What's at stake? Genetic information from the perspective of people with epilepsy and their family members
Substantial progress has been made in identifying genes that raise risk for epilepsy, and genetic testing for some of these genes is increasingly being used in clinical practice. However, almost no empirical data are available from the perspective of people with epilepsy and their family members about the impact of genetic information and potential benefits and harms of genetic testing. To address this gap we conducted in-depth qualitative interviews with 40 individuals (22 with epilepsy, 18 unaffected) in the USA from families containing multiple affected individuals who had participated in epilepsy genetics research. The interviews were coded and analyzed using the principles of grounded theory. Several major themes emerged from these interviews. Participants expressed "personal theories of inheritance" that emphasized commonalities among relatives and the idea that disease risk is most shared by family members who share physical or personality traits. Most participants said they would have genetic testing if it were offered. They cited many potential benefits, including learning what caused epilepsy in their family, being better able to care and advocate for children at risk, reducing guilt and blame, providing an increased sense of control, and relieving anxiety in unaffected individuals who test negative. The influence of genetic information on reproduction was a particularly salient theme. Although respondents believed genetic testing would be useful for informing their reproductive choices, they also expressed fear that it could lead to external pressures to modify these choices. Other concerns about the potential negative impact of genetic information included increased blame and guilt, increased stigma and discrimination in employment and insurance, self-imposed limitations on life goals, and alterations in fundamental conceptions of "what epilepsy is." Consideration of the perspectives of people with epilepsy and their family members is critical to understanding the implications of contemporary epilepsy genetic research and testing.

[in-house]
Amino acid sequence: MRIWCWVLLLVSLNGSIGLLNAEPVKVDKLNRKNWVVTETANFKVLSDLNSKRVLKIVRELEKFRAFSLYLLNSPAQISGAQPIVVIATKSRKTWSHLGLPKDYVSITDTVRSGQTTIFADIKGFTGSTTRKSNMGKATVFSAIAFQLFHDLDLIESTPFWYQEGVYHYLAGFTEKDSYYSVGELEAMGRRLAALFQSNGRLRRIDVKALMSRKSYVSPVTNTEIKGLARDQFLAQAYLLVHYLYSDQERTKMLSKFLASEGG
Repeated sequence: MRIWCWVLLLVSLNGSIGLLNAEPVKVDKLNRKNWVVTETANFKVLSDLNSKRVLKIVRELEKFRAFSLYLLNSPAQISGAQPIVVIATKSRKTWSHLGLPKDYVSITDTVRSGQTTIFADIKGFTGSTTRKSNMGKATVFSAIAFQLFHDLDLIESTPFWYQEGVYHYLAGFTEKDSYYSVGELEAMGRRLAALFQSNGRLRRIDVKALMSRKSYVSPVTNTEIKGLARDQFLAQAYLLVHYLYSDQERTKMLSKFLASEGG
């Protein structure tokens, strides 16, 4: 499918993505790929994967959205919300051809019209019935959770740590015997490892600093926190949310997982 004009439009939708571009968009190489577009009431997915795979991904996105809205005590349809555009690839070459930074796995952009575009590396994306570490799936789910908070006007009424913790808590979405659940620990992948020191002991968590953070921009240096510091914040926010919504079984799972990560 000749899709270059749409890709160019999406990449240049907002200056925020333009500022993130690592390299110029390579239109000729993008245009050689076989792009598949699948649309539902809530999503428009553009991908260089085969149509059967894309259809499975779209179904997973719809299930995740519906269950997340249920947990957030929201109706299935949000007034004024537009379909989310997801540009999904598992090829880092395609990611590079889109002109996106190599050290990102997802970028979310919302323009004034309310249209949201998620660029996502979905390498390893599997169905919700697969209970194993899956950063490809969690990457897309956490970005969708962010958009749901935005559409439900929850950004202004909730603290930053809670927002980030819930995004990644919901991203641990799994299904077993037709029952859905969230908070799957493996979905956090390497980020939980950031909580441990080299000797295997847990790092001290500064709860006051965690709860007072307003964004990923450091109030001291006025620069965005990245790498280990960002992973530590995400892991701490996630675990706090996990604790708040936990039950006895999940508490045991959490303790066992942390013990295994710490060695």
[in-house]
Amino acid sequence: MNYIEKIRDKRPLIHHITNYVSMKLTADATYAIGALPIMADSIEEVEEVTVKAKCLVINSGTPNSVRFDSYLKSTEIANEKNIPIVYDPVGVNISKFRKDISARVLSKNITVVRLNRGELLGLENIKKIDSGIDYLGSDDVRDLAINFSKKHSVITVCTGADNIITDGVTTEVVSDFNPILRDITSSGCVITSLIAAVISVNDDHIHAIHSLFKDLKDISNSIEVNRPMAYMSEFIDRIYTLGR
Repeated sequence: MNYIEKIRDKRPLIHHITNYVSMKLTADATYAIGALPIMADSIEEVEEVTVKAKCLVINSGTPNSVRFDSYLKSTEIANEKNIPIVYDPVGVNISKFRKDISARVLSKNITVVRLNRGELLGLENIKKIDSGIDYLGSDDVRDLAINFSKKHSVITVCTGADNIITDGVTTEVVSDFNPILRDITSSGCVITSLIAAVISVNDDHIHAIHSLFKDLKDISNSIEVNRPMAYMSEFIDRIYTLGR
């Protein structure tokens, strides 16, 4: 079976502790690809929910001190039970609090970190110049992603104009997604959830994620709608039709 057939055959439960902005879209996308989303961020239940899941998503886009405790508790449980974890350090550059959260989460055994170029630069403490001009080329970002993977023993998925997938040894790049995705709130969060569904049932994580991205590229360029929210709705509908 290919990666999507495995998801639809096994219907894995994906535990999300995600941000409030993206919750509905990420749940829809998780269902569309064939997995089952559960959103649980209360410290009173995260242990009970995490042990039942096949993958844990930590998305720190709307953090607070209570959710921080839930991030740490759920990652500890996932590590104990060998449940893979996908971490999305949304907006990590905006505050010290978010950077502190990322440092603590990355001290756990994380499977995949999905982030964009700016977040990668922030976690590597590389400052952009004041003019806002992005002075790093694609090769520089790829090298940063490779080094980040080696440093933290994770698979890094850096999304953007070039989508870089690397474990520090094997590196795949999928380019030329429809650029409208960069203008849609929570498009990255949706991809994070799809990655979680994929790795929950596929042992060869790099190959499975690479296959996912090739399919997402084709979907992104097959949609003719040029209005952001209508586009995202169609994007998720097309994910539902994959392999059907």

If you experience problems downloading a file, check if you have the proper application to view it first. In case of further problems read the IDEAS help page. Note that these files are not on the IDEAS site. Please be patient as the files may be large.
As the access to this document is restricted, you may want to look for a different version under "Related research" (further below) or search for a different version of it.
Volume (Year): 73 (2011)
Issue (Month): 5 (September)
|Contact details of provider:|| Web page: http://www.elsevier.com/wps/find/journaldescription.cws_home/315/description#description|
|Order Information:|| Postal: http://www.elsevier.com/wps/find/supportfaq.cws_home/regional|
When requesting a correction, please mention this item's handle: RePEc:eee:socmed:v:73:y:2011:i:5:p:645-654. See general information about how to correct material in RePEc.
For technical questions regarding this item, or to correct its authors, title, abstract, bibliographic or download information, contact: (Zhang, Lei)
If you have authored this item and are not yet registered with RePEc, we encourage you to do it here. This allows to link your profile to this item. It also allows you to accept potential citations to this item that we are uncertain about.
If references are entirely missing, you can add them using this form.
If the full references list an item that is present in RePEc, but the system did not link to it, you can help with this form.
If you know of missing items citing this one, you can help us creating those links by adding the relevant references in the same way as above, for each refering item. If you are a registered author of this item, you may also want to check the "citations" tab in your profile, as there may be some citations waiting for confirmation.
Please note that corrections may take a couple of weeks to filter through the various RePEc services.